[wp-hackers] Making it better

Owen Winkler ringmaster at midnightcircus.com
Thu Apr 21 19:51:53 GMT 2005

Podz wrote:
> 1. Like David has just said, and I too have voiced, what IS wp ? Unless 
> we know that, we do not know the target and we must define that. Does it 
> blog ? Does it CMS ? Does it do anything you want it to ?

As the project gets bigger and receives more contributors, I do think 
it's important to have a defined roadmap.  As with any planning, this 
begins by asking, "What are we trying to accomplish?"

> 2. Get people blogging that wp is NOT about PHP. We get stupid posts in 
> the forums where people just want to alter a link size but can't 
> "because they don't know php". There may be some php knowledge IF you 
> want but the myth needs killing. No-one says "Can't use MT cos it's Perl".

I agree that the notion that PHP is required for WordPress is a myth, 
but we must also accede on the level at which a user's desire for 
customization excedes the capabilities of the default software.

Every comment I've seen made about how WordPress requires PHP is 
prefaced by some crazy notion of customization that no other system 
would be able to support without additional coding in its native 
programming language.  Should we even entertain these outlandish 
customizations as a failing of WordPress?  If so, then it's also a 
failing of any other blogging software that doesn't read a user's mind.

> 4. Everything spread over the place. Could be considered bad but wp.org 
> still times out and if everything is there isn't that equivalent to 
> putting all the eggs in one basket ?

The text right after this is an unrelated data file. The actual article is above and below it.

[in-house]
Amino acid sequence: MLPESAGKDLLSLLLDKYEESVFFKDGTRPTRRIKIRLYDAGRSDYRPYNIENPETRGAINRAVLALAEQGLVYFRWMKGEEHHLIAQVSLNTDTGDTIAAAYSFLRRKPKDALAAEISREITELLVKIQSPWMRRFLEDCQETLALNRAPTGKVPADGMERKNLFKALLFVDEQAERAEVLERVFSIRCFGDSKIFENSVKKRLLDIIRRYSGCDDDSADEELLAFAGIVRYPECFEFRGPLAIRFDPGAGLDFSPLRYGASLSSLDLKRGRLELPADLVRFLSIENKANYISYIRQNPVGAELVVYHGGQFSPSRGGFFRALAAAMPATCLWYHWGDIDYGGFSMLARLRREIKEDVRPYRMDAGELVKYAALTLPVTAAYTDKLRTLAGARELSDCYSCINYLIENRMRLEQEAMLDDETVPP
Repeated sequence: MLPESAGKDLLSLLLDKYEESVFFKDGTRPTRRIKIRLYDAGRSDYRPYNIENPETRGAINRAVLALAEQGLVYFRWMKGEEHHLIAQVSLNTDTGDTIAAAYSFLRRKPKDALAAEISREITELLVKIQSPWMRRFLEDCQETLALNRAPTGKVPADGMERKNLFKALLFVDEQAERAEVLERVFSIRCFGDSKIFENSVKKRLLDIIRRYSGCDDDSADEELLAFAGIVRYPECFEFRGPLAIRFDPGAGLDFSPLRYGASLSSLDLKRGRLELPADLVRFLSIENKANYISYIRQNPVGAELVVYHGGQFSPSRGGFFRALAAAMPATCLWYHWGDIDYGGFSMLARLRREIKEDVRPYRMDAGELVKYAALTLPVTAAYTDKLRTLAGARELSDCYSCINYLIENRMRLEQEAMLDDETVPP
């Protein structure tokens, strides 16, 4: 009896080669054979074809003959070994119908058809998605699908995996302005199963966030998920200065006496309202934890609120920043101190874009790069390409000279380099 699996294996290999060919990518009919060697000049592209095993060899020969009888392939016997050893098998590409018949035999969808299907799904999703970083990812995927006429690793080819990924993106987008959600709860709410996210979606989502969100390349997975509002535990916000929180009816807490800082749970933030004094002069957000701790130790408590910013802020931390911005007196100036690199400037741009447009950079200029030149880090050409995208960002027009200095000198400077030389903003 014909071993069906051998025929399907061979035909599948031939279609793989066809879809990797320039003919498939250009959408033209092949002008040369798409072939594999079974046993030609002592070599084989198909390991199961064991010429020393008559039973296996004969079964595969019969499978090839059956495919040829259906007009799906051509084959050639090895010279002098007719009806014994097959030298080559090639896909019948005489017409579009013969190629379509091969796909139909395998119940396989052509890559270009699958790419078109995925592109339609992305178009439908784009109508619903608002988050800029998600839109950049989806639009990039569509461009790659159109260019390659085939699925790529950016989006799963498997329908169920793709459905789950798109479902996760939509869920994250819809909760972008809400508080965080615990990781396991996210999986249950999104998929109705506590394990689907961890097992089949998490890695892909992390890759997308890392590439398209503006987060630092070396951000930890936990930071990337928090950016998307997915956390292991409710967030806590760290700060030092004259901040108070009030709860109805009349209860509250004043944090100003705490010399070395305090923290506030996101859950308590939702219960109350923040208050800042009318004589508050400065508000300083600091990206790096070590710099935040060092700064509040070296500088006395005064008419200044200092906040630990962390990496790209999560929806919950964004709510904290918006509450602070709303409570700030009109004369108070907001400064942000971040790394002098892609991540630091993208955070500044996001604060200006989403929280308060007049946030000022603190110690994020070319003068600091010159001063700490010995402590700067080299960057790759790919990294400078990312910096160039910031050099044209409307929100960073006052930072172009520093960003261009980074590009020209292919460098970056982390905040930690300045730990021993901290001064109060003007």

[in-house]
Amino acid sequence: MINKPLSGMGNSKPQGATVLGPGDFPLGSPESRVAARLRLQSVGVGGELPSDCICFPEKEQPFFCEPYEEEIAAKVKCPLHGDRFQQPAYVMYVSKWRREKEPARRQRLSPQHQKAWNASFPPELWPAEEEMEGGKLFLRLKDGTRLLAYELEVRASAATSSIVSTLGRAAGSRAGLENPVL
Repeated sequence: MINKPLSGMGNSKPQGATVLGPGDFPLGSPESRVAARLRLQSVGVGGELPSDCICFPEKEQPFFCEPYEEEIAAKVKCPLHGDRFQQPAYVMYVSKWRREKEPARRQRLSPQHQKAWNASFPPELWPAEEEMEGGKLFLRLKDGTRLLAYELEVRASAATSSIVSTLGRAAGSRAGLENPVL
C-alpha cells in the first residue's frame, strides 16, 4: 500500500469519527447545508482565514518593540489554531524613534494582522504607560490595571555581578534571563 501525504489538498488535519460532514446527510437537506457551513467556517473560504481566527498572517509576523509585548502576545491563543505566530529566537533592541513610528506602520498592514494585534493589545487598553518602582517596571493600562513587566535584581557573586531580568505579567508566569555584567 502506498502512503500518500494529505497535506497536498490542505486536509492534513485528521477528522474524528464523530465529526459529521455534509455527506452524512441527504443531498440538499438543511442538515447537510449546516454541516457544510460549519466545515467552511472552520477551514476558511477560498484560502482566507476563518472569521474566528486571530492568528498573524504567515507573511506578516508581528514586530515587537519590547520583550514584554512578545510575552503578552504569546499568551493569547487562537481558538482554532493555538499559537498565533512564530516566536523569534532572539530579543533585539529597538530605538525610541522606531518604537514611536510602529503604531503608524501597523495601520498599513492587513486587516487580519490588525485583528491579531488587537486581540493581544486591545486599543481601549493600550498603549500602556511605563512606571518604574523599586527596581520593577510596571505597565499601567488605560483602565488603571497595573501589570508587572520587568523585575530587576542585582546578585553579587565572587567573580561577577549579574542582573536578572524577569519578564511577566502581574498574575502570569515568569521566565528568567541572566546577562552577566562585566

These resources should be distributed.  I don't mean just that there 
should be many individual islands of resources, but that the islands 
need to start sharing data.  Yes, I mean support/plugin/theme 
distribution by RSS/XMLRPC -- syndicated resources.  I could select the 
site with the presentation I like best, and obtain all of the same stuff 
that any of the other guys have.  When one goes down, all of the same 
resources are available on one of the "mirrors".

> 5. Forum help. Dead right, and Craig and I have been saying this for a 
> LONG time. newbie ? no problem. Middle-ish problem ? Okaaay if we've 
> seen it before and remember. Deeper ? not a chance unless a coder 
> wanders in. Those I have flagged up to this list have been looked after 
> (Thanks !) but I could do that every day - and then that defeats the 
> object as they would be ignored. the amount of help that Kaf, MdaWaffe 
> (and others) have given is amazing.

The reason why I don't bother with the forums:  I don't often need help 
because I know what I'm doing, and I don't want to sift through a ton of 
posts that other people have already answered.  It's also a waste of 
time to review posts that someone with non-developer knowledge could 
answer.  So create a flag that marks posts as "need dev help", and start 
marking posts.  Give me a page I can see them, and I'll stop by now and 

For the record, every post that you (Podz) have posted to wp-hackers, I 
have looked at, and if someone else didn't answer first and I knew the 
answer, I replied.  This method *works*.

Would we consider a payment model for support on the forums?  Something 
like ExpertsExchange?  Users contribute a few cents into a pool.  Users 
who post answers that the original requester approves receive a share of 
the pot.  That way, support contributors are compensated for the 
successful work they perform.  (I expect that this suggestion will meet 


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